I’ve an ongoing joke with my mates. Celtic are a goal down and it’s the ninety-second minute: ‘I’ll take a draw now,’ I admit defeat. Diego Laxalt scores to make it 2—2. That’s a point gained rather than two lost. Neil Lennon will come out with the usual guff about showing character. Or even great character.
But this is a Celtic team full of doubt. The best teams have that arrogance. They turn up expecting to win. And they do. We do. We’ve done it for the last couple of seasons. Treble-treble. And counting. We’ve not turned into a bad team overnight.
The first half at Easter Road. Nothing much in it. Celtic had more of the ball—as you’d expect. Elyounoussi had two chances. Boyle for Hibs had an equally good chance when Laxalt misjudged a cross ball. The Celtic goal scorer doesn’t do that very often. Pile on the clichés about him being the one saving light. A cameo from Rogic with his dancing feet and that’s about it. We go in even and the game ends up even.
There was symmetry about the goals scored and conceded. Biton, fresh from his victory for Israel against Scotland, gives away a needless free-kick near the halfway line. Scott Brown bundles into Martin Boyle on the edge of the penalty box, near the corner flag. The Hib’s player was going nowhere, and the best he could have expected was a corner. Hib’s penalty. Kevin Nisbet misses it, or Scott Bain saves it, but it doesn’t matter. Jamie Murphy, Ranger’s loan player and man of the match, follows up to score.
Roles are reversed for the next Hib’s goal. Murphy rises unchallenged, flicks it on into the Celtic box. Kevin Nisbet powers it low into the corner.
Edouard comes on for Ajeti. Another poor match for the Swiss striker. Elyounoussi, who is either great, or invisible, was also replaced for Shane Duffy. That’s what you call having a bad game. Porteous missed an easy header to take Hibs 3—0 up. Hibs cruising.
Porteous handles the ball in the box. Edouard scores but there are only around five minutes of normal time left. Griffiths is on. Ntcham on for Rogic on the ninety-second minute, which looked like time-wasting from the Celtic manager. But hey, I always knew we’d score.
A scaffed clearance from a cross and Laxalt put it into the top corner. We couldn’t nick a winner, could we? We can’t win the league, can we—?
Every team that plays against Celtic scores. Sometimes more than once. Nir Biton looks, like he is, a midfielder playing in defence. Duffy is a bad loan signing who we can send back now. Pity we can’t send the Greek keeper back. Great that we can play Laxalt. This is the same Celtic team that ran riot against pretty much everybody in Scotland—including Rangers. Certainly, we have the players to beat them. But not if we keep beating ourselves, as we did today. Before this game we hoped Aberdeen would do us a turn. Now we need them to.
Whatever we do on Thursday doesn’t really matter. We’re in the last chance saloon and it’s still November. We’re waiting for Ranger’s luck to turn, for those little things that happen in a game to go against them and turn the tide and title race. But we’ve got to be ready. I’m not sure what the answer is. The sure sign of an idiot is to keep doing the same things and expect a different outcome.
Celtic get a Europa League away point. We’d have probably taken it before the game, but it’s disappointing. I’m just glad we weren’t beaten. A second-half siege had Celtic players camped in their own box. Lille had sixty-eight percentage possessions at one point. The kind of stats Barcelona used to chart in their pomp. But the Lille goals were, oh-so, preventable. Celtic are a big team, with big players, yet they keep losing goals from cross balls. A cross ball from a corner is blocked. We lost the first header and it falls to Celik, unmarked at the back post.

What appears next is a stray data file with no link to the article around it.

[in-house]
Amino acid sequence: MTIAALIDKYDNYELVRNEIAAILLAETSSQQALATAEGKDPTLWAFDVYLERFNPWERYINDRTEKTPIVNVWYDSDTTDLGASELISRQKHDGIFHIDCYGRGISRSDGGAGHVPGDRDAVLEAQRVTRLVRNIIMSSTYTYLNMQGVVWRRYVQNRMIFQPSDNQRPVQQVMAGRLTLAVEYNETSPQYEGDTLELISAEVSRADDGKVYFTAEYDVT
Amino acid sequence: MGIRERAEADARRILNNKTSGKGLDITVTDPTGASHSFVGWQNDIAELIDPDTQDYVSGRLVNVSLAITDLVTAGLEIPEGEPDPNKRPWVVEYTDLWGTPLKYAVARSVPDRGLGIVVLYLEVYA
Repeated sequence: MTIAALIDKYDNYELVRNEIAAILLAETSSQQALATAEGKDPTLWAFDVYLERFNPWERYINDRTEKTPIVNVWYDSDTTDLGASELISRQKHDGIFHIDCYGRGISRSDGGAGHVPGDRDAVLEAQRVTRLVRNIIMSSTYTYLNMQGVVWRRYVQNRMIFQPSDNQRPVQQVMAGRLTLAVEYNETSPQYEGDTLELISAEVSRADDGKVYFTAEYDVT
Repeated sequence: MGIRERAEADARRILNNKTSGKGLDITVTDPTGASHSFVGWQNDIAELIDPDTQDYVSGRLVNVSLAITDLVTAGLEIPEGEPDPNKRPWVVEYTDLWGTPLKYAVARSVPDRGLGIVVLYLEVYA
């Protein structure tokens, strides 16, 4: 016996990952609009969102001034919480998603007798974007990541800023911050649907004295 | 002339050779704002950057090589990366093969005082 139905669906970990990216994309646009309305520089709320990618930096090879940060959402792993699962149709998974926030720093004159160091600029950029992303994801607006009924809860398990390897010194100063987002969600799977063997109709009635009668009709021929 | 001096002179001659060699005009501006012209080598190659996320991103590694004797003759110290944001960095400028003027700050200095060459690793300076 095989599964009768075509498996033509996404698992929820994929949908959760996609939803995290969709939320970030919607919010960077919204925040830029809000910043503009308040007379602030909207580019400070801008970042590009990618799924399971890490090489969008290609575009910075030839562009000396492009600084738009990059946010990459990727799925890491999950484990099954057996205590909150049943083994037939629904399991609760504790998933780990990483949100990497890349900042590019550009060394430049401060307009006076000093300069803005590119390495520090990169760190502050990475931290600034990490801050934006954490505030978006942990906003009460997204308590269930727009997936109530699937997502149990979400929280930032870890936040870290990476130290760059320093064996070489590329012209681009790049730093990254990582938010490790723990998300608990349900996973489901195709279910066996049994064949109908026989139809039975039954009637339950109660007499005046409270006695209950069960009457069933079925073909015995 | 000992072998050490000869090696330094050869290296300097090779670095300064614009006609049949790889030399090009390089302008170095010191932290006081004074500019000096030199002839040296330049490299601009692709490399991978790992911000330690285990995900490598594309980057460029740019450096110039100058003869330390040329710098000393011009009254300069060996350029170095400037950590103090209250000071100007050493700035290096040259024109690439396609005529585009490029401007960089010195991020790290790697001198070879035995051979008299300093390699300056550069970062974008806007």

For their second a long ball into the box is cut back, mishit by Iknoe, although it might have hit Shane Duffy on the way into the net
There’s little point in going on about Shane Duffy. He did give away a penalty when he made a rash tackle outside the box. That’s the kind of luck he’s been having. It was given inside the box. I wonder when, or if, we’ll start resting him. Unlikely. And with Ayer out, we’ll just need to get on with it.
Wonder of wonders, a Celtic goalkeeper makes a save. Well done Scott Bain.
Elyounoussi, who sometimes does that disappearing trick, hit two cracking goals here to put us on easy street. On this form he looks a steal at £16 million. After half time, he disappeared, only to turn up with a potential third goal from a breakaway. Unlucky.
Ntcham, with a point to prove on French soil, also started well. But had a bit of a huff when taken off in the second half. That was an easy call. He kept getting caught on the ball. Giving it away. It was an easy choice for Lennon.
The diamond in these rough times is Diego Laxalt. He didn’t lose a tackle. Outstanding, again. He’s not had a bad game for Celtic. Even when the players downed tools against Rangers, Laxalt gave his all. He’s perhaps the only Celtic player in modern times to have played for Celtic four times and still not had a win in a Celtic shirt.
Hopefully, Sunday, when we beat Aberdeen. I’m pretty sure we will. But it’s the league that matters most. And it’s the hope that kills you. Here’s hoping. Hail Hail.
Nah—and neither were the Celtic team. It was that bad we’ve even got Barry Ferguson sympathising with Neil Lennon.
Martin Powell, the only MP I trusted, used to go for long walks when Celtic were playing Rangers. That was during the Martin O’Neil era. I thought that was crazy. But he might well have had a point. I’m old enough now to take up golf.
During Scoreboard, Hugh Keevins asked a Celtic die-hard, are you seriously saying that the league is finished with 28 games to go?
Let’s go for a long walk.
Football management is like a game of poker.
Lennon went incandescent because his team was leaked before the game. Kenny Miller is being fingered as villain-in-chief. He shouldn’t have been. Lennon should know who was going to play for Rangers, in what positions, and what they could do and couldn’t do. And what opportunities it offers Celtic. You’re only as strong as your weakest hand.
No surprises for Celtic. No surprises for Rangers.
Celtic played exactly how Steven Gerrard expected. They were predictable and pedestrian.
Rangers didn’t play well. They didn’t need to. Morelos was petulant, off the pace, and should have been booked earlier than he was for flicking his hand in Scott Brown’s face. Barker ran about, like the majority of the Celtic team, with little direction or purpose. Stevie G said in the post-match interview they needed to stay humble. They’ve a lot to be humble about.